Canine mixed mammary tumor with extramedullary hematopoiesis and bone formation
Animal Health Laboratory, University of Guelph, Guelph, ON.
AHL Newsletter 2020;24(2):22.
Direct smears prepared from a fine needle aspirate of a 1 cm mass associated with the right caudal mammary gland in a 9-year-old intact female, mixed breed dog were submitted for cytological evaluation. The dog was otherwise clinically well.
The slides contained hemorrhagic backgrounds with limited numbers of epithelial cells present in small cohesive uniform clusters. Limited numbers of plump stromal cells were also present and were occasionally found embedded within lightly eosinophilic extracellular matrix. More intensely-staining eosinophilic matrix associated with low numbers of osteoclasts and osteoblasts, thus suggestive of bone, was also found. Foci of lightly basophilic material consistent with collagen were evident. The most prominent feature of this sample was the presence of numerous hematopoietic precursors. All stages of erythroid and granulocytic precursors were identified, and rare megakaryocytes were noted (Fig.1).
These cytological features were consistent with a mixed mammary tumor with evidence of extramedullary hematopoiesis and osseous tissue.
As with all mammary masses, excision and histological evaluation were recommended. Histology confirmed the diagnosis of a mixed mammary tumor containing cartilage, bone, and limited numbers of hematopoietic cells (Fig. 2). Epithelial cells appeared uniform and exhibited tubular formations with no evidence of invasion into surrounding tissues; thus this tumor was characterized as benign.
Mixed mammary tumors represent up to 50-65% of canine mammary tumors and contain epithelial, fibroblastic, cartilaginous, osseous and rarely, hematopoietic components. Mixed mammary carcinomas are rare. Of 384 mixed mammary tumors examined in one study, only 4% exhibited both extramedullary hematopoiesis of all three cell lineages, as noted in this case, as well as the presence of bone. The underlying cause of mammary extramedullary hematopoiesis (EMH) is not known. Several suggested hypotheses include: disruption of the bone marrow (for example related to drug therapy, myelofibrosis, marrow neoplasia) which stimulates circulating stem cells to find a favorable environment and differentiate into hematopoietic cells; and focal tissue insults which might induce the production of growth factors or cytokines that activate stem cells already present in these tumors.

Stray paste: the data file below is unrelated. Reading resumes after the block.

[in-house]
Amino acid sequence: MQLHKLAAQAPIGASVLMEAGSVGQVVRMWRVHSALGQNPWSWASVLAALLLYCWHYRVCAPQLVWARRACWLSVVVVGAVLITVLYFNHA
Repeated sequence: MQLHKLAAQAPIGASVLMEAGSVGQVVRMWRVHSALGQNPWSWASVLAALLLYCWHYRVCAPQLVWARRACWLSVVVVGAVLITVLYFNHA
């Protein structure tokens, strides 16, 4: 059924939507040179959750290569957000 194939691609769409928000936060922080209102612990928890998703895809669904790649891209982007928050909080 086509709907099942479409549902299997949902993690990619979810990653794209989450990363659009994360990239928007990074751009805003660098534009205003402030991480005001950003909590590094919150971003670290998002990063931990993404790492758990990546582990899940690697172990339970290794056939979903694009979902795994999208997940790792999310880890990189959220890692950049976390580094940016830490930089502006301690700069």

Cytological evaluation of masses within the mammary chain can be used to rule out inflammation or the presence of other masses of non-mammary origin. However, histological evaluation of all mammary tumors is strongly recommended. Accurate diagnostic cytology of mammary tumors is associated with many challenges. Stromal mammary tumors may exfoliate poorly. The heterogeneous nature of some tumors may result in sampling or exfoliation of only one cell type. Mammary hyperplasia, dysplasia, benign epithelial cell tumors, and well-differentiated carcinomas form a continuum of morphologic appearance, often making cytological differentiation difficult. Inflammation may result in cytological changes which mimic malignancy. Finally, it should be noted that the presence of tissue, lymphatic, or blood vessel invasion by tumor cells, which has been identified as one of the most significant histological criteria of malignancy in canine mammary tumors, cannot be evaluated by cytology. AHL
Figure 1. Cytological features of a canine mixed mammary tumor with evidence of hematopoietic cells (open arrow head), extracellular matrix (asterisk) and an osteoclast (arrow). (Photo: R. Egan, AHL).
Figure 2. Histological sections of a benign canine mixed mammary tumor with mammary lobules(arrow, Figure 2A), and marrow amongst trabecular bone (asterisk, Figure 2A). Marrow (open arrow heads, Figure 2B) amongst trabecular bone. (Photos: R. Egan, AHL; L. Tatiersky, Vetpath Canada).
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